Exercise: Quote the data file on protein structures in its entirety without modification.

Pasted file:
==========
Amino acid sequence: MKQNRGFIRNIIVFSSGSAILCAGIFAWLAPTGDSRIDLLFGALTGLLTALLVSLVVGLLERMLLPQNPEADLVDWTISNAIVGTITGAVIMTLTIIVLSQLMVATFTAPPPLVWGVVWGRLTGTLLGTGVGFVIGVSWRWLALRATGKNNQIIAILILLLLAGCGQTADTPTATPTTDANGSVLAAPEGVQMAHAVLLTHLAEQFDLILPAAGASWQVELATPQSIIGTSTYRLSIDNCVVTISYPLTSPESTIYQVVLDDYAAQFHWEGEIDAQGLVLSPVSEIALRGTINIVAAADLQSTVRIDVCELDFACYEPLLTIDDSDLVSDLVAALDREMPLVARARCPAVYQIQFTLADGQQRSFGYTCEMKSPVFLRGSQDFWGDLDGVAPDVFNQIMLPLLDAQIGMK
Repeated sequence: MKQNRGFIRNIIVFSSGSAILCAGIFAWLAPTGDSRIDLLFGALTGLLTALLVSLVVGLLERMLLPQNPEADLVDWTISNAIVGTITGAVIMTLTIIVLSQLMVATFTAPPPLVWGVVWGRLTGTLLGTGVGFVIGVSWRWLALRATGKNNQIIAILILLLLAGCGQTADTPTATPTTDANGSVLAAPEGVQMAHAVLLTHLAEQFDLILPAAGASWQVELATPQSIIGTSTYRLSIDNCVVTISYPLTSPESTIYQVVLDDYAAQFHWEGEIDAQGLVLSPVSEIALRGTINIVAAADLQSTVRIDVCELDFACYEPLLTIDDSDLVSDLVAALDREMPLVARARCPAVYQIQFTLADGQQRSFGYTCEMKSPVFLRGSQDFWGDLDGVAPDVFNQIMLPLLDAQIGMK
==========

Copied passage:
Amino acid sequence: MKQNRGFIRNIIVFSSGSAILCAGIFAWLAPTGDSRIDLLFGALTGLLTALLVSLVVGLLERMLLPQNPEADLVDWTISNAIVGTITGAVIMTLTIIVLSQLMVATFTAPPPLVWGVVWGRLTGTLLGTGVGFVIGVSWRWLALRATGKNNQIIAILILLLLAGCGQTADTPTATPTTDANGSVLAAPEGVQMAHAVLLTHLAEQFDLILPAAGASWQVELATPQSIIGTSTYRLSIDNCVVTISYPLTSPESTIYQVVLDDYAAQFHWEGEIDAQGLVLSPVSEIALRGTINIVAAADLQSTVRIDVCELDFACYEPLLTIDDSDLVSDLVAALDREMPLVARARCPAVYQIQFTLADGQQRSFGYTCEMKSPVFLRGSQDFWGDLDGVAPDVFNQIMLPLLDAQIGMK
Repeated sequence: MKQNRGFIRNIIVFSSGSAILCAGIFAWLAPTGDSRIDLLFGALTGLLTALLVSLVVGLLERMLLPQNPEADLVDWTISNAIVGTITGAVIMTLTIIVLSQLMVATFTAPPPLVWGVVWGRLTGTLLGTGVGFVIGVSWRWLALRATGKNNQIIAILILLLLAGCGQTADTPTATPTTDANGSVLAAPEGVQMAHAVLLTHLAEQFDLILPAAGASWQVELATPQSIIGTSTYRLSIDNCVVTISYPLTSPESTIYQVVLDDYAAQFHWEGEIDAQGLVLSPVSEIALRGTINIVAAADLQSTVRIDVCELDFACYEPLLTIDDSDLVSDLVAALDREMPLVARARCPAVYQIQFTLADGQQRSFGYTCEMKSPVFLRGSQDFWGDLDGVAPDVFNQIMLPLLDAQIGMK